When I started food blogging (starting with a simple Instagram), I had little expectations. I mostly wanted to get better at photography and maybe get some free food every once and a while (#realtalk).
Well, here we are, almost 2 years later. However, there was one very specific goal that I wanted to accomplish with photography. And that was touring Christopher Elbow Chocolates.
I have obsessed over Christopher Elbow’s chocolate for a long time. They are all petite masterpieces that taste like heaven, but no need to tell you that. The proof is in the photos.
So, when I got an email from Elbow Chocolates about a tour of their chocolate shop and a beautiful and delicious new holiday collection coming out, I was BEYOND thrilled.
Elbow Chocolates Tour
We walked in to see Christopher Elbow himself standing behind the counter. We chatted over a shot of drinking chocolate, had a foodie geek-out moment (It’s him!) and continued to the back of the shop.
Chocolate covered the surfaces, some cooling and others finished, awaiting packaging. People were airbrushing molds with colored cocoa butter. Other chocolates were coated with a small waterfall of melted chocolate and screen printed with a particular design. It was a legitimate Willy Wonka experience.
Christopher began by explaining his new vision for Elbow Chocolates, starting with his new bean to bar program. Elbow now works with small providers of cacao beans in the Dominican Reuplic, Madagascar, Peru, Tanzania, and other locations to source his chocolate and create bars with only one source of cacao beans–a single origin chocolate bar.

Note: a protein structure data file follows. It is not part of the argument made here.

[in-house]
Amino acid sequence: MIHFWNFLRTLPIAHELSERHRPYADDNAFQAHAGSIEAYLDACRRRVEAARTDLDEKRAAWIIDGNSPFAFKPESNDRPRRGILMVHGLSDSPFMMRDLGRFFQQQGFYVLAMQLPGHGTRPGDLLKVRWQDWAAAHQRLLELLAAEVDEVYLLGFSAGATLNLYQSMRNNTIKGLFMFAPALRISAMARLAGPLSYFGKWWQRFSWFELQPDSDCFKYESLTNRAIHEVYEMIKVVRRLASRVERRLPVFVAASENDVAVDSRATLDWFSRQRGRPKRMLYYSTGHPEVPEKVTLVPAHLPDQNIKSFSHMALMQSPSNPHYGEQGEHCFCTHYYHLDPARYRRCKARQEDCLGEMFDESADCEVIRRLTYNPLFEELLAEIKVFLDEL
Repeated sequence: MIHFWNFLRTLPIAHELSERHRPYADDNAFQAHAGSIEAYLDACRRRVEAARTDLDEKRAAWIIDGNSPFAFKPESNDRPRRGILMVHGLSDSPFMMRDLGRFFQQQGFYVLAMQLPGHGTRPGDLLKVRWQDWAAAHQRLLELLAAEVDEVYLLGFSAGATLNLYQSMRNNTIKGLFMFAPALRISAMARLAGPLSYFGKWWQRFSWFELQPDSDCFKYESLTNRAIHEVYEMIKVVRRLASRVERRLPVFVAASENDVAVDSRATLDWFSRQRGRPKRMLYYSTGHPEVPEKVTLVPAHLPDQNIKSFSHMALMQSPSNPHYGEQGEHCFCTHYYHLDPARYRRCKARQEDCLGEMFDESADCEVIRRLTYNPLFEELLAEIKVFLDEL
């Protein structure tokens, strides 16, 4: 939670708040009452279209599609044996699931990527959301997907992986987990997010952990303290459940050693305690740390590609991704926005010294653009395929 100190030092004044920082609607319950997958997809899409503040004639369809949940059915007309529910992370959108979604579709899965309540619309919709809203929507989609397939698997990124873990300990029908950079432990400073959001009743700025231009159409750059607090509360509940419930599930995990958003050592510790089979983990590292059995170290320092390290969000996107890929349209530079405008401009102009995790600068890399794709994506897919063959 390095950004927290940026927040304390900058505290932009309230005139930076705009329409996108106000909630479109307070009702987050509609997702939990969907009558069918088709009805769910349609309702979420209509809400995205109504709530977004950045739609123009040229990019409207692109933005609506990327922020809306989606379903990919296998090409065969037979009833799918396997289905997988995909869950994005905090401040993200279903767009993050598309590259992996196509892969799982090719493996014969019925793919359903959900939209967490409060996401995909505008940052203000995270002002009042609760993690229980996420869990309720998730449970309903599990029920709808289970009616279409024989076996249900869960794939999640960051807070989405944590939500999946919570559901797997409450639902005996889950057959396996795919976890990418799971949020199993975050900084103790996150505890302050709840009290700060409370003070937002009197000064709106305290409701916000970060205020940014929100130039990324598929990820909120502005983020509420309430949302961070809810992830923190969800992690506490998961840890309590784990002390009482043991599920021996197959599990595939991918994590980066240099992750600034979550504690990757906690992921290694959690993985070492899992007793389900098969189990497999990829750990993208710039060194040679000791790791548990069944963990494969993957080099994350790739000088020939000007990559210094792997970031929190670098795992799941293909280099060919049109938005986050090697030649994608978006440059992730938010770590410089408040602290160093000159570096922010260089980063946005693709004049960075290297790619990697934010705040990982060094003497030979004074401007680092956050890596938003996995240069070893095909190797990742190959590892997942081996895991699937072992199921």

I’ll give you a small run down on how Christopher Elbow’s new chocolate bars are made (and the brief basics of chocolate).
From Bean to Bar: How Chocolate is Made (and More!)
Chocolate starts out as a large pod. It’s about a football size (long and pointed at the ends) with a different colored exterior depending on the maturity. Once the pods are ripe, they are harvested. The beans are removed, along with the pulp and that is left to ferment together. The pulp is typically very sweet and helps the fermentation process, creating that chocolate flavor you love.
Chris also mentioned the farmers make hooch from the pulp. Who knew.
After the fermentation, the beans are left to dry and then are moved to the chocolate manufacturing process where they are roasted. After roasting, the shells are removed and the cacao nibs are ground into fluid form: chocolate!
Ever wondered about the percentage on the front of a dark chocolate package?
The percentage, usually 72% to 80% for dark chocolate, is the actual percentage of chocolate in the bar (including the cacao butter and chocolate liquor).
And there’s the basics on chocolate.
For Elbow’s four new bars, he is focusing on the countries of origin for these chocolates, so they will each be named after the country of origin: Peru, Tanzania, Madagascar, and Dominican Republic. He had samples of them all chopped up, so we tried each, searching for the flavors while Chris coached us into eating chocolate correctly: start with biting the chocolate into a couple smaller pieces in your mouth, then let the chocolate melt on your tongue.
Here are the four bean-to-bar chocolate bars and their flavors.
- Peru is a 75% chocolate, so it is quite dark and has hints of berries with it.
- Tanzania is a 72% chocolate and has elements of walnuts and stone fruits to it.
- Madagascar is a 70% and it is my favorite. Honestly, I couldn’t get over how tropical the chocolate was!